The Boyertown Area Times
Cox not wrong to imply ‘17 Eagles remain franchise standard
The pressure was coming at him from multiple directions, and for a rare point in his Eagles career, Fletcher Cox was caught in a trap.
One of just five Eagles regulars to have been on both the 2017 and 2022 NFC championship teams, the legendary lineman was nicely fighting off natural questions about the comparisons and similarities, before the blind-side hit came.
So, Cox was asked, who would win?
“Who do I think would win?” he said. “Oh, man.” Then after a second or two of thought, he added, “probably the 2017 team.” Huh? Hmmm. Wow. And where was Joe Namath to guarantee a Super Bowl win when one was in order?
The man is entitled to his opinion, and Cox deserves praise for speaking from his experience, not a script. And anyone trapped behind a microphone and facing half-an-auditorium full of nosy questioners can be backed into a misfired answer. Yet not only did Cox stop and give that question some thought before quietly delivering his response, he was provided one final chance at the end of the interview to do the reverse-walk routine. Instead, he stood right up, half-smiled and walked away to let it hang there.
What does it mean? Two things: It means that for as long as there have been football games cataloged by Roman numerals, there has been something said during the ramp-up that intrigues. It also means that the 2017 Eagles did what the 2022 Eagles are only planning to do, which is the central purpose for installing scoreboards in coliseums.
Had Cox gone there — had he said, “Look, that team won it all, so that’s the Eagles standard until someone else proves otherwise” — who would have argued?
The 2011 Phillies might feel they were the more talented group, but the 2008 Phillies had been showered with half a ton of confetti that argued otherwise. As Fred Shero once said, “Win today and walk together forever.” The 2017 Eagles won and that gave Fletcher Cox not only the right to begin that walk-athon but, should he ever be so moved, to break into a Mummers strut.
Both the 2017 and 2022 Eagles were great and are never going to play one another, so there is nothing to be gained from the go-position-by-position interpretive dance in an effort to determine who was the better left tackle, Jordan Mailata or Halapoulivaati Vaitai. But it was a little revealing that Cox was not willing to declare his current team as the best in an 11thyear career destined to land
him in the Eagles Hall of Fame, even for just the way it would have resonated about the NewsControl Compound. And didn’t Brandon Graham declare, just a day earlier, that the current Eagles have substantially more talent than the only team in franchise history to win a Super Bowl?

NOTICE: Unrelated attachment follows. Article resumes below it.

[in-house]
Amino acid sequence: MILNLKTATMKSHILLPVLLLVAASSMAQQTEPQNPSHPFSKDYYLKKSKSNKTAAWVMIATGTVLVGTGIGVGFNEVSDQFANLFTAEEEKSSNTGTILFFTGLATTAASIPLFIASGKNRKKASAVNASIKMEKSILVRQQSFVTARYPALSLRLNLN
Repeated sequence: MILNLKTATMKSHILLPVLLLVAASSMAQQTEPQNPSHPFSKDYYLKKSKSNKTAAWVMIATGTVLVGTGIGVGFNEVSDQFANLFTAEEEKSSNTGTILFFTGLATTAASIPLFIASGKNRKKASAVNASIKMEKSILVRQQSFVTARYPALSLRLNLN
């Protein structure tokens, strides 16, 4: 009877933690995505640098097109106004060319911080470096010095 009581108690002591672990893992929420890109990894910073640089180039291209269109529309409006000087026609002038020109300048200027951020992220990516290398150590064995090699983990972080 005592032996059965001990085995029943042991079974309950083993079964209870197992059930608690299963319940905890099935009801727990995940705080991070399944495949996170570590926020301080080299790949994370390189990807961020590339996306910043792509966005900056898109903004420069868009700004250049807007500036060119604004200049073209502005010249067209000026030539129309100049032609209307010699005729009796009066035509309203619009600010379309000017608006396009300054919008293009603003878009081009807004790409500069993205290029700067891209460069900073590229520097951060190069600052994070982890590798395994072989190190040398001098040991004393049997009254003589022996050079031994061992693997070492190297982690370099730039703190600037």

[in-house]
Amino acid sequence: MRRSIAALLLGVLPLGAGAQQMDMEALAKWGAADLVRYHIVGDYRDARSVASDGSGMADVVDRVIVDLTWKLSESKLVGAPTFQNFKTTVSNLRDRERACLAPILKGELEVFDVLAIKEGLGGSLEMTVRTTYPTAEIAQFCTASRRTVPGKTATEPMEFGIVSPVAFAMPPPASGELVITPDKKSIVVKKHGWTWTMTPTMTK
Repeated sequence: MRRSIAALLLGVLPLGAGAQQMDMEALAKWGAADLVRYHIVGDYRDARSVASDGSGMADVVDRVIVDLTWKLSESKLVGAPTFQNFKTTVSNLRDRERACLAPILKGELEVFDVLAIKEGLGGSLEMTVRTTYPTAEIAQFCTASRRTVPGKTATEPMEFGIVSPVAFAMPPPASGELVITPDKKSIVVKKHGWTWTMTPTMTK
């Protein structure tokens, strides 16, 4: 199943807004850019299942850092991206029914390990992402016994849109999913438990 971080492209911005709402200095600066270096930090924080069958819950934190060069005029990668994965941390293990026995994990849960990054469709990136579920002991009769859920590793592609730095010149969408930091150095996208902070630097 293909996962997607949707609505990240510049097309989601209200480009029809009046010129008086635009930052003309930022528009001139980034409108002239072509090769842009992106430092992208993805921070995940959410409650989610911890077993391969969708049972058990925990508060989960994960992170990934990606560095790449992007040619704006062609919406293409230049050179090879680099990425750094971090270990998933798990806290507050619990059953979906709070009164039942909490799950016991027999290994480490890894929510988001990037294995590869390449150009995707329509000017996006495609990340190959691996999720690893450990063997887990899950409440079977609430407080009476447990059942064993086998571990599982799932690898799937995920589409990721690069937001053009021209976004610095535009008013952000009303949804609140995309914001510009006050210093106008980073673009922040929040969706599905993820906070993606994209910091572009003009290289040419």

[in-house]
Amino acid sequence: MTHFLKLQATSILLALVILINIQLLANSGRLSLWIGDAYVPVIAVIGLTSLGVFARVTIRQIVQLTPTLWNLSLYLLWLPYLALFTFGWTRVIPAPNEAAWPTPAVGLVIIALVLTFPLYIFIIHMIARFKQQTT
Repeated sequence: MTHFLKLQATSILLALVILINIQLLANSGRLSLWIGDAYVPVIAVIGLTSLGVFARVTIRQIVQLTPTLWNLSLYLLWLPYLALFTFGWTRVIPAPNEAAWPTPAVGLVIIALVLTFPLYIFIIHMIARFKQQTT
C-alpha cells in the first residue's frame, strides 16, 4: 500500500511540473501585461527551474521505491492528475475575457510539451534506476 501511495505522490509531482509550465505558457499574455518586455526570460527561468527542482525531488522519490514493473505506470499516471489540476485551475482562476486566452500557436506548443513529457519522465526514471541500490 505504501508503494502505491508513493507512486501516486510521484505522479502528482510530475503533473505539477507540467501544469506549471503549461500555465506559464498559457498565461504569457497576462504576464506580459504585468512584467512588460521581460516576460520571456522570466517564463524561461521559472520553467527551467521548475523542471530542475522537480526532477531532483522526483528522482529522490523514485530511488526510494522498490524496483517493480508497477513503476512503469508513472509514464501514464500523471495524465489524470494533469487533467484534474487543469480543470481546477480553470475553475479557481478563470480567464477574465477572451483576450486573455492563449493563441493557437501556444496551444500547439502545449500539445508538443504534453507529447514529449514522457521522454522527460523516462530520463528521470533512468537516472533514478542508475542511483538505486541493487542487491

“They will have different talent in different ways,” Cox said. “Obviously, we had elite receivers back then. We have elite receivers now. We had a really good tight end back then. We have a really good tight end now. It’s really hard to compare those two teams. There were so many different personalities. That’s the biggest thing that this team has. The personalities are way different from the 2017 team to this team.
“They’re really good teams. The biggest thing about it is that we have really good players and really good dudes, really good
teammates. I think that’s really the most important part of what has gotten us to this point. Because nobody in that locker room thinks they’re better than the next person. And when you get there, it’s hard to beat.”
Cox also knows the 2017 Eagles were so hard to beat that Tom Brady couldn’t do it with a Lombardi prize available. Maybe the Eagles’ defensive tackle just has a different attachment to a group he played with at age 27 than he does five years and a quarter-of-a-step slower than he has been at 32. Maybe it’s a generational thing.
“This is a newer generation, right?” Cox said. “You’ve got younger guys. Back then, we had some older guys that had been around the league for a while. Now there’s some guys who are in their second or third year in the league that are doing this, obviously. So it’s just different. It’s 2023, so the personality is
The 2017 team felt disrespected, with many showing up in German shepherd masks as a show of underdog pride. And those Eagles were five-anda-half-point dogs in the Super Bowl. This year, the Eagles are favored by 2.5 points and should Jason Kelce be handed a microphone at a parade he would be wrong to call out the world for not believing.
Cox believes, too, which is why he also spent plenty of time Friday praising Jalen Hurts and the offense and his teammates and his coaches. That will be lost in the breeze of typical Super Bowl hype. He didn’t say the Eagles were going to lose. He just implied that they haven’t won yet.
No matter how much pressure he was under, he wasn’t wrong.